Cablegate: President's Chief of Staff Paints Grim Security

Published: Fri 3 Jun 2005 05:06 PM
This record is a partial extract of the original cable. The full text of the original cable is not available.
E.O. 12958: DECL: 06/03/2020
Classified By: Ambassador James B. Foley for reasons 1.4(b) and (d)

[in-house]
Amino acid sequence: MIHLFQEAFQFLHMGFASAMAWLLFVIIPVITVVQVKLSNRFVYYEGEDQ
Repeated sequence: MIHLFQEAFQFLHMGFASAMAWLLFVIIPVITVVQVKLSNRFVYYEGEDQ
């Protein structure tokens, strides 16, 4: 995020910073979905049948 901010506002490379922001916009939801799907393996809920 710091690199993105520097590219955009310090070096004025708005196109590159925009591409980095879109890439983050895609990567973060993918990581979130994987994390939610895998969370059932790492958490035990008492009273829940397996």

1. (S) SUMMARY: Presidential Chief of Staff Michel Brunache describes the May 31 attack on a Port-au-Prince marketplace by pro-Aristide chimeres as a devastating blow to the IGOH, one that has exposed the government's impotence to the population. He discussed the need for a shakeup in the HNP hierarchy, notably by empowering the office of the State Secretary for Security. Prime Minister Latortue will travel to New York next week to press the Secretary-General and the Security Council to order MINUSTAH to stem the mounting violence. However, both Brunache and Latortue said they have no faith in the United Nations and appealed for the deployment of U.S. military forces. Brunache painted a grim picture of where the violence is heading. He described a society consumed with fear and hatred, in which all sectors are arming themselves in anticipation of what he predicted would be a "civil war." END SUMMARY